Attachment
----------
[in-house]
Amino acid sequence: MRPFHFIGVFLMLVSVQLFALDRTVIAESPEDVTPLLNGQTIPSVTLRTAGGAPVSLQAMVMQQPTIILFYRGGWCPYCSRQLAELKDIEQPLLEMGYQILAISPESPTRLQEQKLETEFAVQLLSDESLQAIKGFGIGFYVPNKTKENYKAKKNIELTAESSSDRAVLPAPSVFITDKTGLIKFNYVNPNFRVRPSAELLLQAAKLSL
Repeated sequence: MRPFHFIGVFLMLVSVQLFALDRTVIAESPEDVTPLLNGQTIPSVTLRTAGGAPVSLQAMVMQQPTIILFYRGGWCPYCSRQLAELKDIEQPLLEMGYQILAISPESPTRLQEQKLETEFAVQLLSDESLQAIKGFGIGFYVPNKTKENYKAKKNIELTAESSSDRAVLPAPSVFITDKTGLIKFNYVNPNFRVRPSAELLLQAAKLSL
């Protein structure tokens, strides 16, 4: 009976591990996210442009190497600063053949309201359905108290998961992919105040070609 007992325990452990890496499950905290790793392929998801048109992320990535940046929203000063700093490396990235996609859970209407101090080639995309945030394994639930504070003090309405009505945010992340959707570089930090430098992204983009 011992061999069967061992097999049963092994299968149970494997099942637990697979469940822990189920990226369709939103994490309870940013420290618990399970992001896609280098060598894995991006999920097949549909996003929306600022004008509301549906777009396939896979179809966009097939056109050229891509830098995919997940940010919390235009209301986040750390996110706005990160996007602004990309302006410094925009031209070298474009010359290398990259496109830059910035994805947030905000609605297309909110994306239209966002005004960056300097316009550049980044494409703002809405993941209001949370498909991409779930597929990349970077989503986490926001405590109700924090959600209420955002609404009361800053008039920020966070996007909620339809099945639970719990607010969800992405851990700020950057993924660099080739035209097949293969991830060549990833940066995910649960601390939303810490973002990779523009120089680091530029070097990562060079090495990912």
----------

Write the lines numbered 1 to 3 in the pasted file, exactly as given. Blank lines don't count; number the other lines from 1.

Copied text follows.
[in-house]
Amino acid sequence: MRPFHFIGVFLMLVSVQLFALDRTVIAESPEDVTPLLNGQTIPSVTLRTAGGAPVSLQAMVMQQPTIILFYRGGWCPYCSRQLAELKDIEQPLLEMGYQILAISPESPTRLQEQKLETEFAVQLLSDESLQAIKGFGIGFYVPNKTKENYKAKKNIELTAESSSDRAVLPAPSVFITDKTGLIKFNYVNPNFRVRPSAELLLQAAKLSL
Repeated sequence: MRPFHFIGVFLMLVSVQLFALDRTVIAESPEDVTPLLNGQTIPSVTLRTAGGAPVSLQAMVMQQPTIILFYRGGWCPYCSRQLAELKDIEQPLLEMGYQILAISPESPTRLQEQKLETEFAVQLLSDESLQAIKGFGIGFYVPNKTKENYKAKKNIELTAESSSDRAVLPAPSVFITDKTGLIKFNYVNPNFRVRPSAELLLQAAKLSL